Sociology of Work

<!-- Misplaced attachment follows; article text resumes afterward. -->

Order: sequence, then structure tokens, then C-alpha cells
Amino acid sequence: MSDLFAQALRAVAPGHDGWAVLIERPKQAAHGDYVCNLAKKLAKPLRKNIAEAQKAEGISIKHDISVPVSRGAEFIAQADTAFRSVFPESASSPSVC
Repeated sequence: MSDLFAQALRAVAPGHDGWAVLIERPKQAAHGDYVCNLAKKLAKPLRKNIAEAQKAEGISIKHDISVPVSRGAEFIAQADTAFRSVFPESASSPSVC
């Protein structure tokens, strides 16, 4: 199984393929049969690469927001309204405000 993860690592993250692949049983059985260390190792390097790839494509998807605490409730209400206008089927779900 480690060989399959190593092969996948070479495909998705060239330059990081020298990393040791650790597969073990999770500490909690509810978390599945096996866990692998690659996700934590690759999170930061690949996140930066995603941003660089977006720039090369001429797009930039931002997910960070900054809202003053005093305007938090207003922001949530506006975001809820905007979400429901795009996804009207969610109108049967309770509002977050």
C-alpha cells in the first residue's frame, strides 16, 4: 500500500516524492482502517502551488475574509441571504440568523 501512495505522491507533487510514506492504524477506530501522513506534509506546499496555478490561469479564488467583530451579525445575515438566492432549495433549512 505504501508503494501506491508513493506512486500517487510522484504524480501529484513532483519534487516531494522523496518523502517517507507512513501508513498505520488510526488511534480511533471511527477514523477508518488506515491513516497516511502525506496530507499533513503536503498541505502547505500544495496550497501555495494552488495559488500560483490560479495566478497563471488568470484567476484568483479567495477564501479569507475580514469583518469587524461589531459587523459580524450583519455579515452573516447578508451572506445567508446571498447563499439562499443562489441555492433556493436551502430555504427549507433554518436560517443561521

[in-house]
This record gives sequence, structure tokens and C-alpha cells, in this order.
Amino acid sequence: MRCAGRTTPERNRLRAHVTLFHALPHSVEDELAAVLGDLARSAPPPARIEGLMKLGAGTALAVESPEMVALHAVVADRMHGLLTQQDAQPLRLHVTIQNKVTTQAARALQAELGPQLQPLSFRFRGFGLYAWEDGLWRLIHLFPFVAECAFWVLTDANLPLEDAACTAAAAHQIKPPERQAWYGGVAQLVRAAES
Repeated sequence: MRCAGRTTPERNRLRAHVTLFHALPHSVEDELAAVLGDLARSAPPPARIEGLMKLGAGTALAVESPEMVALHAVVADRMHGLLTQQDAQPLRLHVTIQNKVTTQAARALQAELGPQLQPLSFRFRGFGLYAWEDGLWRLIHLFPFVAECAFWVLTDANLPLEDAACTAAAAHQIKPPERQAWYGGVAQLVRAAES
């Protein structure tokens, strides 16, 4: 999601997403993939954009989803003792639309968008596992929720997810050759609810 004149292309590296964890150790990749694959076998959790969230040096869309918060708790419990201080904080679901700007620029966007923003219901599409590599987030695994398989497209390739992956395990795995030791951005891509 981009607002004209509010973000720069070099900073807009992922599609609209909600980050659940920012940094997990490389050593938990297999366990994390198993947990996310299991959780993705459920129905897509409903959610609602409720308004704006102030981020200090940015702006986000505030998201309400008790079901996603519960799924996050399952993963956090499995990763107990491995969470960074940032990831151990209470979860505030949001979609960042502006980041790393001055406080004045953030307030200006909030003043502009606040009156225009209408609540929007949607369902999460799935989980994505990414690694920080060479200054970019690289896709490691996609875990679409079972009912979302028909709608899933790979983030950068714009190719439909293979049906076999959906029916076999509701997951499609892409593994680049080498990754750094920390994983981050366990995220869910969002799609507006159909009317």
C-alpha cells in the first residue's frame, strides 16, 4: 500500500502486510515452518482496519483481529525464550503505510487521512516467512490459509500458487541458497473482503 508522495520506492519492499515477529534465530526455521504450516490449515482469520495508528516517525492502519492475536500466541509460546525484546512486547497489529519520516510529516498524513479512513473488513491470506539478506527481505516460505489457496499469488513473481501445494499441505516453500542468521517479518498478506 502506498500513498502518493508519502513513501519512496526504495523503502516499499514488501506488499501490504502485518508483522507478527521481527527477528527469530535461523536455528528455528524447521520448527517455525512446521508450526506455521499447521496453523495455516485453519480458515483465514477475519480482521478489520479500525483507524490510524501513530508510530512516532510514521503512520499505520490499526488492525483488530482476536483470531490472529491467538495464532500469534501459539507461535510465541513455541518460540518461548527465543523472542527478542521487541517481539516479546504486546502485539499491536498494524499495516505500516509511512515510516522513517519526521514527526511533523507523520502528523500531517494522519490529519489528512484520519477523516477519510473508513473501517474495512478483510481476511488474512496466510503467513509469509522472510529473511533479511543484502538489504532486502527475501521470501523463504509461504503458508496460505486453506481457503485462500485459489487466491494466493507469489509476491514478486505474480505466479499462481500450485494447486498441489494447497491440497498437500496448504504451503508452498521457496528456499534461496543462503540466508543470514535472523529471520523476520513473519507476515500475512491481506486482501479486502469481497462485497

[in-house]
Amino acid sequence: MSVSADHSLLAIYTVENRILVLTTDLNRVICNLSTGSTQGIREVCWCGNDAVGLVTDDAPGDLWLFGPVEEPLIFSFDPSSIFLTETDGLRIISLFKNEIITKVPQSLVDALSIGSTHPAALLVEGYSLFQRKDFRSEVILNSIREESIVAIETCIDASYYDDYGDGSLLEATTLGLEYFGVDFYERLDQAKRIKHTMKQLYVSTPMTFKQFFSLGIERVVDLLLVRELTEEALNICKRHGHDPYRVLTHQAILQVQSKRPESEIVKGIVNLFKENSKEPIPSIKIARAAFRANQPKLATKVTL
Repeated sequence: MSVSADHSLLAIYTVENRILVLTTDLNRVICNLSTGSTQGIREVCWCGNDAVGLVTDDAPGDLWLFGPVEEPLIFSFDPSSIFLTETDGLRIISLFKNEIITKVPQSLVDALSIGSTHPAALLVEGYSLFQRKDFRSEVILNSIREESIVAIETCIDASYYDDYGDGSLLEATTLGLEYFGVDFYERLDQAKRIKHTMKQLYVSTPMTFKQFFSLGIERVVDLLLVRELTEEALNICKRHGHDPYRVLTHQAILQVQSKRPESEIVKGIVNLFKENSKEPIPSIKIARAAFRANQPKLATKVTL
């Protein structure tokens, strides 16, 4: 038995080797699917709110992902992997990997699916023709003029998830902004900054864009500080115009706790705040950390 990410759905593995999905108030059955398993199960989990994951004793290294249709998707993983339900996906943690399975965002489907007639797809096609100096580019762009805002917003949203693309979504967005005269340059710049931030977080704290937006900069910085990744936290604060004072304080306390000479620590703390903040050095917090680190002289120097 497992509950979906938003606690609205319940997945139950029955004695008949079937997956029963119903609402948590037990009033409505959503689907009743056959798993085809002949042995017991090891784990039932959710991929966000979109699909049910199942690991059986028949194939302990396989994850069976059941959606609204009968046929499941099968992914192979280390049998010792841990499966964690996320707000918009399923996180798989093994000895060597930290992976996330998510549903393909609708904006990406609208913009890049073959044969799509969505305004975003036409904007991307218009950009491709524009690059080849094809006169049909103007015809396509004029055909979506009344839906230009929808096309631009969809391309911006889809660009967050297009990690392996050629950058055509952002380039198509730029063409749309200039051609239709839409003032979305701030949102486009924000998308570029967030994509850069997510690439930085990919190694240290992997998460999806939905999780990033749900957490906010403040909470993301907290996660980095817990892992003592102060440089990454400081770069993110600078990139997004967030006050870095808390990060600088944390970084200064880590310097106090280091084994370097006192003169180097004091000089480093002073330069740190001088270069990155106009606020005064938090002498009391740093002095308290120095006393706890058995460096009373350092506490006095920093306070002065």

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Programme: | Sociology of work | Question: | Explain the terms “alienation, bureaucracy and de-skilling” in sociology of work? To what extent are these concepts relevant in explaining how work is structured in contemporary societies? | Marx’s alienation is regarded as a feeling of separation from the work that people do, that is, the act of production, from other workers, from what they are producing and even from their own essential humanity. In Weber’s definition bureaucracy is an organisation with a hierarchy of paid, full-time officials who form a chain of command (Haralambos and Holborn, 2008). Braverman presents an argument against what he regards as the degradation of work and the de-skilling of the labour force which is a result of the inhuman aspects of capitalism (Kanungo, 1982). The three terms, alienation, bureaucracy and de-skilling shall be explained, and the degree to which these conceptions are still applicable in modern day work organisations and industries. In the theory of alienation, Marx shows the damaging impacts of capitalist production on the workers(Ollman, 1976) by distinguishing four forms of alienation. Firstly, he argues that workers do not control the process of their work because they do not own the means of production that is necessary to manufacture a product. The worker has no role in deciding what to do or how to do it. The capitalist who owns these means also purchases the labour of the worker that isengaged. Apart from working under the supervision of the capitalist, the worker also does not have a say in what becomes of the finished product after production. This latter point forms the second feature of alienation, the workers' estrangement from the product of their work (Ollman, 1976).Thirdly, the worker is estranged from other fellow workers. Rivalry and class antagonism within the workplace declares most forms of
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